What does our UWYV Champion (who happens to be an extrovert) do during this time of social distancing? She continues to make friends and collaborate with those new friends to support our community in this time of need.
Who is the Changemaker that I am I talking about?
It’s our Sky View Middle School Champion Sharyn Tomasso. Read on to find out what she has been doing and how she is focused on the positive aspects emanating from this time of social distancing due to COVID-19.
Spotlight on Sky View’s UWYV Champion Sharyn Tomasso
How long have you been a Champion for UWYV? And what do you like best about being a Champion?
I’ve been a Champion for 8 years now. There are so many things that I love about being a Champion! One of the most fulfilling aspects of this role is that I get the honor of providing the opportunity for young people to truly make a difference in the world.
The UWYV program offers students a vehicle through which they can pursue their desire to serve their communities by furthering a cause that they are passionate about. The program gives young people a “voice” and a chance to “stand up” for their ideals and beliefs. This is huge, especially for middle school aged kids who typically feel “unheard”. These students are at a point in their lives when they are trying to figure out who they are and discern what their key values are. In addition, the process of writing an Action Plan and presenting their ideas to a panel of judges, teaches students invaluable real-life business and communication skills. They wouldn’t otherwise learn these all-important skills.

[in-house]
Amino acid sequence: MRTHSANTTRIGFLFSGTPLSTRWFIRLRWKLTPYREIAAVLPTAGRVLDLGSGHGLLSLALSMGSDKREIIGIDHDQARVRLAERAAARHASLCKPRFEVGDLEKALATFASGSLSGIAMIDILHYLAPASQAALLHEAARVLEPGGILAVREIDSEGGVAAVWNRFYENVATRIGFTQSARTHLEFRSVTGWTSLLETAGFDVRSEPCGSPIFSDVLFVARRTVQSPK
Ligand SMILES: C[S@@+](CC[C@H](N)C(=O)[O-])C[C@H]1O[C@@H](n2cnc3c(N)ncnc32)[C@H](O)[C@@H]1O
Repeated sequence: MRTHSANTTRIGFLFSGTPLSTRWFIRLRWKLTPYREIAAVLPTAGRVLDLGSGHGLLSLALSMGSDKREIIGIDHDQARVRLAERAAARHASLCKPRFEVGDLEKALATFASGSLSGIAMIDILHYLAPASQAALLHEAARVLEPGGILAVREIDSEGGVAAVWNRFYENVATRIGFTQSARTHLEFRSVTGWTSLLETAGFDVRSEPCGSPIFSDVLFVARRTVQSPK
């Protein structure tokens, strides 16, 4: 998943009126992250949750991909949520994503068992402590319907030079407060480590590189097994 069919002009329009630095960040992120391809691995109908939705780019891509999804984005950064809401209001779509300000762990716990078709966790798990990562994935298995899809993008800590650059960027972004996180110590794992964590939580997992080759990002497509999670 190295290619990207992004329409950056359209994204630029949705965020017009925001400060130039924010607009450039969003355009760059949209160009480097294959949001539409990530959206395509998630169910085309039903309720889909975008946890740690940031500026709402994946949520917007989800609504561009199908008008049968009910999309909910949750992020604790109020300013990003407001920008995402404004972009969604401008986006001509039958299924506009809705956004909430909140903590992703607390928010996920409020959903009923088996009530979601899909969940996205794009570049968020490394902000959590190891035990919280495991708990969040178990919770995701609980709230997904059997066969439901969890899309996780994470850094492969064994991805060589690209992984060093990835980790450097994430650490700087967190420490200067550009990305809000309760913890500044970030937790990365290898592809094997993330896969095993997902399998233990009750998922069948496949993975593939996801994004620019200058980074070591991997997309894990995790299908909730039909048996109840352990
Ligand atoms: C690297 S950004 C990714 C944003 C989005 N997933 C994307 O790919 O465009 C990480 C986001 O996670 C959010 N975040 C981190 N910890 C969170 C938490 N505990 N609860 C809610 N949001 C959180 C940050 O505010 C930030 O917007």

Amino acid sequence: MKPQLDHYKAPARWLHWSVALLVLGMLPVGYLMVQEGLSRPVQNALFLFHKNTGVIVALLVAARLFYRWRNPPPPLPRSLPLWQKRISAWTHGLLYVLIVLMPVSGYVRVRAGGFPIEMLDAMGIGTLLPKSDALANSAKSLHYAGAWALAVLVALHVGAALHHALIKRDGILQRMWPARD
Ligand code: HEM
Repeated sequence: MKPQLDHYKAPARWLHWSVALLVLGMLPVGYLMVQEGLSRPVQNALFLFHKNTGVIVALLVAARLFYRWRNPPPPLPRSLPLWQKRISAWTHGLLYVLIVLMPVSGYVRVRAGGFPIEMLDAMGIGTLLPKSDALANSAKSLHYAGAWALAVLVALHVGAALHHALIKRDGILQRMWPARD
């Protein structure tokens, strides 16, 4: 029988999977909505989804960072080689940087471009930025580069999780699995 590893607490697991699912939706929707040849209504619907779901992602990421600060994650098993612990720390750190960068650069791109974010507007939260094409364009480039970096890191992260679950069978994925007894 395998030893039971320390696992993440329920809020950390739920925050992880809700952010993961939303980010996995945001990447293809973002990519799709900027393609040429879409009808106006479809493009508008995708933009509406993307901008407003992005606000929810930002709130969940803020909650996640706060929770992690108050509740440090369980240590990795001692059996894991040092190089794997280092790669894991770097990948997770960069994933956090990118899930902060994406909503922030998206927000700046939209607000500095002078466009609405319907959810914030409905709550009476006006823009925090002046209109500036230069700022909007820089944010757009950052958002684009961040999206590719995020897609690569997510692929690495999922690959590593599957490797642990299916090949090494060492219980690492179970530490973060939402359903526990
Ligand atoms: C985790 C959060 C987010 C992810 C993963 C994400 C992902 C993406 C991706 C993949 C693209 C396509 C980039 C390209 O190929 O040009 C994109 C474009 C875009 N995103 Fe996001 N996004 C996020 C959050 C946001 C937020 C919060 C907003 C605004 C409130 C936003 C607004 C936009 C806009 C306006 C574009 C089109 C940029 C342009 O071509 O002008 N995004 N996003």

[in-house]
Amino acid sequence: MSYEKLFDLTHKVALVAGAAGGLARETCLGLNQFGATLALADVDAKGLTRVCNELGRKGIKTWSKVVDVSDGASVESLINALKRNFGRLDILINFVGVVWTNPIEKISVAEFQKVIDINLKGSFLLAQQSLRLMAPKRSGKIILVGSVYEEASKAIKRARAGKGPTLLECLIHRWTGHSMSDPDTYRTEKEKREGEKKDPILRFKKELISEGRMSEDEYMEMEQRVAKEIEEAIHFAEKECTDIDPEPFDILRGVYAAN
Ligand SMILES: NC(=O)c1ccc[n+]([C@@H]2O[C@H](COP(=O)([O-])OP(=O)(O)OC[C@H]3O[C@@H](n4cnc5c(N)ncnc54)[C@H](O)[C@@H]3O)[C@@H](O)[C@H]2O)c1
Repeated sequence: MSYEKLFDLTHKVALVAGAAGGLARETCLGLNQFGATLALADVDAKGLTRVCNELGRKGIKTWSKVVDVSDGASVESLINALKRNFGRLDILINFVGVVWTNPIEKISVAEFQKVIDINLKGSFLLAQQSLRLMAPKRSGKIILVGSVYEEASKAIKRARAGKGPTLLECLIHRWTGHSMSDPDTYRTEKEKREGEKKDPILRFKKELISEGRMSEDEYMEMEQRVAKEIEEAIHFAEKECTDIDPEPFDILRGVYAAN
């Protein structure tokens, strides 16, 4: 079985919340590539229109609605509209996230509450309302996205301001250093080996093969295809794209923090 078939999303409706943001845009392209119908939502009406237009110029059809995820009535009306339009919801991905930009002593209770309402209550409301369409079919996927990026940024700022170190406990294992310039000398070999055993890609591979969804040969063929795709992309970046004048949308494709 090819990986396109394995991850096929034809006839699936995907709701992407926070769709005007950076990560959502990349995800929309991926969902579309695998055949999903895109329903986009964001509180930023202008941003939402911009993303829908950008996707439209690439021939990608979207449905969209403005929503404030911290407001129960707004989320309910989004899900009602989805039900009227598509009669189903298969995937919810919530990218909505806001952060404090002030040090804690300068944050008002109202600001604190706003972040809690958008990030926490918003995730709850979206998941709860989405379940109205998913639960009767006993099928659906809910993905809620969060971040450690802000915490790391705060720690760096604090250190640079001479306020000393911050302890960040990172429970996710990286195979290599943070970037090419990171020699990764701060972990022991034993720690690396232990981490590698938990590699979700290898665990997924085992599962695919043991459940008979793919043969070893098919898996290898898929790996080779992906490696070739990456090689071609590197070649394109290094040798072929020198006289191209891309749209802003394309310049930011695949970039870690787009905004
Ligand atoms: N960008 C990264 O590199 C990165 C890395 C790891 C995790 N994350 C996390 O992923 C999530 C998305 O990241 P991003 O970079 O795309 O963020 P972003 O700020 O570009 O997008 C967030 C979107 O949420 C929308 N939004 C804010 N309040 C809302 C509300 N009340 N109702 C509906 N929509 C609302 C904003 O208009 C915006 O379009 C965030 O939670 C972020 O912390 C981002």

As a Champion, I also get the chance to work with students in an entirely different way, as they are in charge, not me. I am there just to advise and support them. It is an incredible privilege to see the students blossom, show their passion, achieve success, and to experience a sense of self-actualization. It is particularly gratifying to witness the “victories” of the students who have not typically had success in the classroom academically. So often, I’ve watched struggling learners “find themselves” through UWYV and go on to display much greater confidence socially, emotionally, and academically.
How are you doing? What does a typical day-at-home look like for you?
The “teach from home” situation that we are in right now certainly has been a HUGE learning experience for me. Although I have been using technology, like Google Classroom to complement classroom instruction, I am a neophyte when it comes to all of the online learning apps/programs.